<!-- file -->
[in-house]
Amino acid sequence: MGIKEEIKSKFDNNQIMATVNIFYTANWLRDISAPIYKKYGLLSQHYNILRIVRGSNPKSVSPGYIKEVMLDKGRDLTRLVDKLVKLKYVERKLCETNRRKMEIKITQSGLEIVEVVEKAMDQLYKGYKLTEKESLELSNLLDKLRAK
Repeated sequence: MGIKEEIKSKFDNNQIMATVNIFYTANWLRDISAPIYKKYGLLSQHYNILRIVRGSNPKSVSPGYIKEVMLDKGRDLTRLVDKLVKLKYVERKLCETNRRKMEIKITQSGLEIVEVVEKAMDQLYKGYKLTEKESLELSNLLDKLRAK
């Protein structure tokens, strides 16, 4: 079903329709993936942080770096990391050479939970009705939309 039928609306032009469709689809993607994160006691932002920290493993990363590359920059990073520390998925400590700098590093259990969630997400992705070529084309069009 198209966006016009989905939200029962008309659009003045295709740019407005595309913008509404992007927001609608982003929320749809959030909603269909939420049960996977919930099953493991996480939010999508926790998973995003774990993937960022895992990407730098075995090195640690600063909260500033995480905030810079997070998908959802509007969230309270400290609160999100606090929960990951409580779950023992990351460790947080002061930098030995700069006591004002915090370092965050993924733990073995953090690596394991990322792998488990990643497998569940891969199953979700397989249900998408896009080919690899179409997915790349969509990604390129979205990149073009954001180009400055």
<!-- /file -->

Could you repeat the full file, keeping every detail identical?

[in-house]
Amino acid sequence: MGIKEEIKSKFDNNQIMATVNIFYTANWLRDISAPIYKKYGLLSQHYNILRIVRGSNPKSVSPGYIKEVMLDKGRDLTRLVDKLVKLKYVERKLCETNRRKMEIKITQSGLEIVEVVEKAMDQLYKGYKLTEKESLELSNLLDKLRAK
Repeated sequence: MGIKEEIKSKFDNNQIMATVNIFYTANWLRDISAPIYKKYGLLSQHYNILRIVRGSNPKSVSPGYIKEVMLDKGRDLTRLVDKLVKLKYVERKLCETNRRKMEIKITQSGLEIVEVVEKAMDQLYKGYKLTEKESLELSNLLDKLRAK
């Protein structure tokens, strides 16, 4: 079903329709993936942080770096990391050479939970009705939309 039928609306032009469709689809993607994160006691932002920290493993990363590359920059990073520390998925400590700098590093259990969630997400992705070529084309069009 198209966006016009989905939200029962008309659009003045295709740019407005595309913008509404992007927001609608982003929320749809959030909603269909939420049960996977919930099953493991996480939010999508926790998973995003774990993937960022895992990407730098075995090195640690600063909260500033995480905030810079997070998908959802509007969230309270400290609160999100606090929960990951409580779950023992990351460790947080002061930098030995700069006591004002915090370092965050993924733990073995953090690596394991990322792998488990990643497998569940891969199953979700397989249900998408896009080919690899179409997915790349969509990604390129979205990149073009954001180009400055």